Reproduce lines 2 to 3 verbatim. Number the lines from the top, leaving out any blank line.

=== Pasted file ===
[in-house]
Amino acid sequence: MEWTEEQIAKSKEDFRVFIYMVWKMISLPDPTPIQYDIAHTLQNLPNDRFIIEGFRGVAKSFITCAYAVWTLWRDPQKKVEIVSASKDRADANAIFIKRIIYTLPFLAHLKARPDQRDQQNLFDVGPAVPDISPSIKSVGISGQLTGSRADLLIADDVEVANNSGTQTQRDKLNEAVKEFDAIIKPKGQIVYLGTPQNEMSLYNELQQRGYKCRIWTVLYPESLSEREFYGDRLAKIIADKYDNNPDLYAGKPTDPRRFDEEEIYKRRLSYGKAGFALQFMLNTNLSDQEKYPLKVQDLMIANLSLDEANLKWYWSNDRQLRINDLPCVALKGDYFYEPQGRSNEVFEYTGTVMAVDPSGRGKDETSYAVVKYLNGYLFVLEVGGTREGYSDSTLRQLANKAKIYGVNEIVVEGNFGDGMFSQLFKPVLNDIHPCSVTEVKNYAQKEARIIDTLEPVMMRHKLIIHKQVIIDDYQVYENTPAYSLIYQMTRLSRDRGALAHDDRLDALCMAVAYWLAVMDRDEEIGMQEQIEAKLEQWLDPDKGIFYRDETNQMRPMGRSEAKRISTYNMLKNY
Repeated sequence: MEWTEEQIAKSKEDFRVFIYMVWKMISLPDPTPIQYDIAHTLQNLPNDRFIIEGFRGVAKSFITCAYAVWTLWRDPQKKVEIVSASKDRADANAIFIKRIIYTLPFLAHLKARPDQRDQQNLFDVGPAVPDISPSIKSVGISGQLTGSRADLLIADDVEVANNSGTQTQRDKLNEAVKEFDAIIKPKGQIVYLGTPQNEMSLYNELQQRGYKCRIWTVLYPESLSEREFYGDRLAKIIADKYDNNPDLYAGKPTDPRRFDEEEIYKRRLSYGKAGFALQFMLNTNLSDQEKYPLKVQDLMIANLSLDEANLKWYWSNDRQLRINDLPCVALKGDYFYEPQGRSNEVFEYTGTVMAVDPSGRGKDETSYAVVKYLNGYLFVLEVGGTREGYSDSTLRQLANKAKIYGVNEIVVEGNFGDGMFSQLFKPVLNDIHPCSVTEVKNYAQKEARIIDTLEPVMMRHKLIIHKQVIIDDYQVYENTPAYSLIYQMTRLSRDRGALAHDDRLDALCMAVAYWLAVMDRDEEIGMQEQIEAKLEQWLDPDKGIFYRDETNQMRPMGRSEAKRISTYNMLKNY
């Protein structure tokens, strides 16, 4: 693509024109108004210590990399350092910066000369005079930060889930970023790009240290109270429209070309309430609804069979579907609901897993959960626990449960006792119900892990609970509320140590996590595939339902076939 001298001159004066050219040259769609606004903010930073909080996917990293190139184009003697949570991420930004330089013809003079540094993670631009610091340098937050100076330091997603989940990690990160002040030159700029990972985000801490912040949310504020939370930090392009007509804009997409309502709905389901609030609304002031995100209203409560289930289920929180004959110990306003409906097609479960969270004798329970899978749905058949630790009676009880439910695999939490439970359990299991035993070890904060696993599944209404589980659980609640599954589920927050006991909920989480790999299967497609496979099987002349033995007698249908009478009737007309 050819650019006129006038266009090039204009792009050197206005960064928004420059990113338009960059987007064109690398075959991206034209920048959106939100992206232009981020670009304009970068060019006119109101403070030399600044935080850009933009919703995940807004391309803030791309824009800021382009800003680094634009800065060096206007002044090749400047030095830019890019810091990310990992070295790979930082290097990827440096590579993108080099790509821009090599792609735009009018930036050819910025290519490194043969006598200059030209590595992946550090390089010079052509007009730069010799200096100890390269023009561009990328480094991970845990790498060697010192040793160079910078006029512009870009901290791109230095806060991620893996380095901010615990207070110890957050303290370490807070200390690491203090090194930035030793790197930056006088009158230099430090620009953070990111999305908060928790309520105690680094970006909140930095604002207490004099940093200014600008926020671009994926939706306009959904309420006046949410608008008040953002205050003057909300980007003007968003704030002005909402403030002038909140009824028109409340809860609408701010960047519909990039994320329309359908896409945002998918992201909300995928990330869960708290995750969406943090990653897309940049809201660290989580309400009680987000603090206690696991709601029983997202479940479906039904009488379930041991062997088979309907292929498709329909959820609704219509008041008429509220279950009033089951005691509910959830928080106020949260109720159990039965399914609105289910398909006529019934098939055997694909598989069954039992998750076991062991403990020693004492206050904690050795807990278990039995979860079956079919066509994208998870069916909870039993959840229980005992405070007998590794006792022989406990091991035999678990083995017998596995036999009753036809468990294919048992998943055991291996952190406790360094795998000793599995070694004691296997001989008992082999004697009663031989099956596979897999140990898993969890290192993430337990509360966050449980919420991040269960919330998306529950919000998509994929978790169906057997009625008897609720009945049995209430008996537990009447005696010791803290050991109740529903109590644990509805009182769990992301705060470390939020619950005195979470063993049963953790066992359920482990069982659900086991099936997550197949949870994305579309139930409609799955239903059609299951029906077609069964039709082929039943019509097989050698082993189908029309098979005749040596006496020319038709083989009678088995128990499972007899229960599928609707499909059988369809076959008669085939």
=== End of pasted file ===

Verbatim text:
Amino acid sequence: MEWTEEQIAKSKEDFRVFIYMVWKMISLPDPTPIQYDIAHTLQNLPNDRFIIEGFRGVAKSFITCAYAVWTLWRDPQKKVEIVSASKDRADANAIFIKRIIYTLPFLAHLKARPDQRDQQNLFDVGPAVPDISPSIKSVGISGQLTGSRADLLIADDVEVANNSGTQTQRDKLNEAVKEFDAIIKPKGQIVYLGTPQNEMSLYNELQQRGYKCRIWTVLYPESLSEREFYGDRLAKIIADKYDNNPDLYAGKPTDPRRFDEEEIYKRRLSYGKAGFALQFMLNTNLSDQEKYPLKVQDLMIANLSLDEANLKWYWSNDRQLRINDLPCVALKGDYFYEPQGRSNEVFEYTGTVMAVDPSGRGKDETSYAVVKYLNGYLFVLEVGGTREGYSDSTLRQLANKAKIYGVNEIVVEGNFGDGMFSQLFKPVLNDIHPCSVTEVKNYAQKEARIIDTLEPVMMRHKLIIHKQVIIDDYQVYENTPAYSLIYQMTRLSRDRGALAHDDRLDALCMAVAYWLAVMDRDEEIGMQEQIEAKLEQWLDPDKGIFYRDETNQMRPMGRSEAKRISTYNMLKNY
Repeated sequence: MEWTEEQIAKSKEDFRVFIYMVWKMISLPDPTPIQYDIAHTLQNLPNDRFIIEGFRGVAKSFITCAYAVWTLWRDPQKKVEIVSASKDRADANAIFIKRIIYTLPFLAHLKARPDQRDQQNLFDVGPAVPDISPSIKSVGISGQLTGSRADLLIADDVEVANNSGTQTQRDKLNEAVKEFDAIIKPKGQIVYLGTPQNEMSLYNELQQRGYKCRIWTVLYPESLSEREFYGDRLAKIIADKYDNNPDLYAGKPTDPRRFDEEEIYKRRLSYGKAGFALQFMLNTNLSDQEKYPLKVQDLMIANLSLDEANLKWYWSNDRQLRINDLPCVALKGDYFYEPQGRSNEVFEYTGTVMAVDPSGRGKDETSYAVVKYLNGYLFVLEVGGTREGYSDSTLRQLANKAKIYGVNEIVVEGNFGDGMFSQLFKPVLNDIHPCSVTEVKNYAQKEARIIDTLEPVMMRHKLIIHKQVIIDDYQVYENTPAYSLIYQMTRLSRDRGALAHDDRLDALCMAVAYWLAVMDRDEEIGMQEQIEAKLEQWLDPDKGIFYRDETNQMRPMGRSEAKRISTYNMLKNY